How to create your strategic plan
Of course things quickly get complicated when you have established a multitude of companies and trusts to minimise tax and manage risk. Here are a few key points when thinking through the entire estate planning exercise:
1. Is there enough in the share of the estate to make it worthwhile to establish a trust? If the share of the estate is small perhaps for ease of administration a trust does not need to be set up. Consider if there are any tangible financial benefits or tax reduction options that suit.
2. Does the estate trust need to be commenced or can the person just dispense with it? In some cases it is more appropriate to just distribute the share of the estate but you need to confirm the power to do this if that is intended.
3. What is the real intention behind the trust? Is it to protect the asset from divorces, insolvency or a spendthrift family member? Often the prime motivation to establish a trust is to ensure people are protected from their own circumstances, such as a tenuous relationship, risk in business from creditors or their own vulnerability.
4. What kind of trust is appropriate for each beneficiary? Should there be an independent trustee holding control of the trust and assets? Should siblings jointly control each of their trusts? What are the practical implications of investing the assets over a long period and to suit each family group? These are important questions and not one size fits all.
5. What is a beneficiary is disabled or unable to manage their financial affairs? A special disability trust can be established in the Will and it will preserve the Centrelink pension entitlements if the person is assessed at a level of disability that complies. A main residence can be gifted into these trusts for the long term accommodation of the person even if they share with others with the support of a carer. Careful drafting is required to ensure the model rules for the trust are created.
6 . What powers do the trustee have over the trust and who can they appoint to replace them as trustee? Often the cascading effect of the estate trust is intended so that the capital is preserved and invested at least until the third generation has been appointed at a set age to act as trustee. There can be a requirement the trust must continue until certain specified beneficiaries reach that prescribed age as the will maker decides.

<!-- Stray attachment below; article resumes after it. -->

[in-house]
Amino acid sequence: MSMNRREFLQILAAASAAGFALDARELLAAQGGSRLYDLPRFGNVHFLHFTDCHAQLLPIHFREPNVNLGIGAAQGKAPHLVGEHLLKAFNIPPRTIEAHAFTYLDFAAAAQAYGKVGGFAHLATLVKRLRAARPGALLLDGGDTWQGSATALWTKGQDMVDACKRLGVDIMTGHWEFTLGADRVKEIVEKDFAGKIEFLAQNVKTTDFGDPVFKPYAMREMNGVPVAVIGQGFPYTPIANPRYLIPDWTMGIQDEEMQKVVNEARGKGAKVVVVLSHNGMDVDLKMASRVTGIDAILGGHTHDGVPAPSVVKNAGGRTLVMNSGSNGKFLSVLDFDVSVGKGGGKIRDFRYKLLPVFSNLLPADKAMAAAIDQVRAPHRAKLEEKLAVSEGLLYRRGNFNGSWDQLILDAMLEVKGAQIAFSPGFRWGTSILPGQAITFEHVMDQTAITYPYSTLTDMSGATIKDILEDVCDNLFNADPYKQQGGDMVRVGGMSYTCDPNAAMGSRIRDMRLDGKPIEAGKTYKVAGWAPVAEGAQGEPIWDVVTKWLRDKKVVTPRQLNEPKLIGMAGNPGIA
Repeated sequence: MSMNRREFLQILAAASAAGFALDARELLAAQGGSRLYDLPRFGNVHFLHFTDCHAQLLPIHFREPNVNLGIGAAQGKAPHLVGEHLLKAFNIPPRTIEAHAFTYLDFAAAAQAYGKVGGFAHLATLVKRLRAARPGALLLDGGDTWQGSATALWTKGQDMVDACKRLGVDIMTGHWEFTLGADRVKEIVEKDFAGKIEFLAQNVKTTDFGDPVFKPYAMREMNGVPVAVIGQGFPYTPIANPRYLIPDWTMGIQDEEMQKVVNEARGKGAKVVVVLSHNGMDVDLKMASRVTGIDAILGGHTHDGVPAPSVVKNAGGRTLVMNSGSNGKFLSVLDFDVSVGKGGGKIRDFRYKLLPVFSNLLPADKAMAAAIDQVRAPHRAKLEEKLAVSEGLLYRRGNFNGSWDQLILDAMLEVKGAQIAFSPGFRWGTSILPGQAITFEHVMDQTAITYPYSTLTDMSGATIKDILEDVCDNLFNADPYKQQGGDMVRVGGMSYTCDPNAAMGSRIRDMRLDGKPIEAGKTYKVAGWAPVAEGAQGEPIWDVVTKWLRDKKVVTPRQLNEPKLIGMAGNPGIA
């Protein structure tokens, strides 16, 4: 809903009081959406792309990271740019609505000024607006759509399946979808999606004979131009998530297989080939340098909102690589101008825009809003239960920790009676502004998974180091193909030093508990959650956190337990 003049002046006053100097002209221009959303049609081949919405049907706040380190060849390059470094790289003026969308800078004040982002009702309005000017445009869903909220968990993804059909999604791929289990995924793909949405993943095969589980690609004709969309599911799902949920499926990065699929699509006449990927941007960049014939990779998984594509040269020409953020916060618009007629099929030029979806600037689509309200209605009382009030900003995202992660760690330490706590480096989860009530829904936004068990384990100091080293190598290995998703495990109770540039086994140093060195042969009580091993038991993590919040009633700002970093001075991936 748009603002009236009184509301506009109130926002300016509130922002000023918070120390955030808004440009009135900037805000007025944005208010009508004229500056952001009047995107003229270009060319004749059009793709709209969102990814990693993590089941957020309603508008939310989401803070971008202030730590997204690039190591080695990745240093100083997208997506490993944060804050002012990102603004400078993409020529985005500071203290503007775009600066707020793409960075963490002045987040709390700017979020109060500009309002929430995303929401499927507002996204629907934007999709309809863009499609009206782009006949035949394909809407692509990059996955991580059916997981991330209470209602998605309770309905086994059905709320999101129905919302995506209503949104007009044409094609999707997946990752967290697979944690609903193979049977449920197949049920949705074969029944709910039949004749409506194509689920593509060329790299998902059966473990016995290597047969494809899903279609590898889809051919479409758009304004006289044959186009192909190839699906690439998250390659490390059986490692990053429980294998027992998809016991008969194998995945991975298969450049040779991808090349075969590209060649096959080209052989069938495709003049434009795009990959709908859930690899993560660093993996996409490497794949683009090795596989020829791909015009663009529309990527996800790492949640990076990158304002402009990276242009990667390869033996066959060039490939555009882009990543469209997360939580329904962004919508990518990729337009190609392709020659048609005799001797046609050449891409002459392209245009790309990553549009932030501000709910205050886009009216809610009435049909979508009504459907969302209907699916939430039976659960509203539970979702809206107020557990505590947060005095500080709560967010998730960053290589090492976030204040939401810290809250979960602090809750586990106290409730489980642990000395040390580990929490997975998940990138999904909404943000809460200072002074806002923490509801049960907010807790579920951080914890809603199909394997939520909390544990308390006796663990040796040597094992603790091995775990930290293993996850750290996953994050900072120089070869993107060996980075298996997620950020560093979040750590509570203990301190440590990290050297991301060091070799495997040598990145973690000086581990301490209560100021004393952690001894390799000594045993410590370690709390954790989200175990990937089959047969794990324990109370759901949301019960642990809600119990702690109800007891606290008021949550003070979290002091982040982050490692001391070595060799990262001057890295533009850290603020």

7. What powers should the trustee have? Can they invest in shares, real estate, a main residence, managed funds, exchange traded funds and can they borrow money against the capital of the trust? It is important to define the rights of the trustee so when managing investment accounts they have either the freedom or the restriction to deal with these assets.
8. What effect do the New tax Rules have? Section 102AG(2AA) was introduced to the ITAA starting July 2020. This imposed a new test income is not excepted income if it is generated from assets:
- acquired by or transferred to the trustee of the trust on or after 1 July 2019, and
- are unrelated to property of the deceased estate.
For example, if the deceased leaves $100,000 in a testamentary trust, this is excepted income as it formed part of the deceased estate. If this amount is invested, any return on the investment is also excepted income. However, if the trustee borrows $100,000 from a lender and injects it into the trust, this amount and any return is not excepted income. The borrowed funds have no connection to the deceased assets, so it does not satisfy the test under section 102AG(2AA).
The most important step is to take the time to get strategic advice for your individual estate plan. It is so easy to spend an hour by web conference talking to an experienced estate lawyer, who can have a detailed conversation with you and your accountant and financial advisor. Create the plan you need.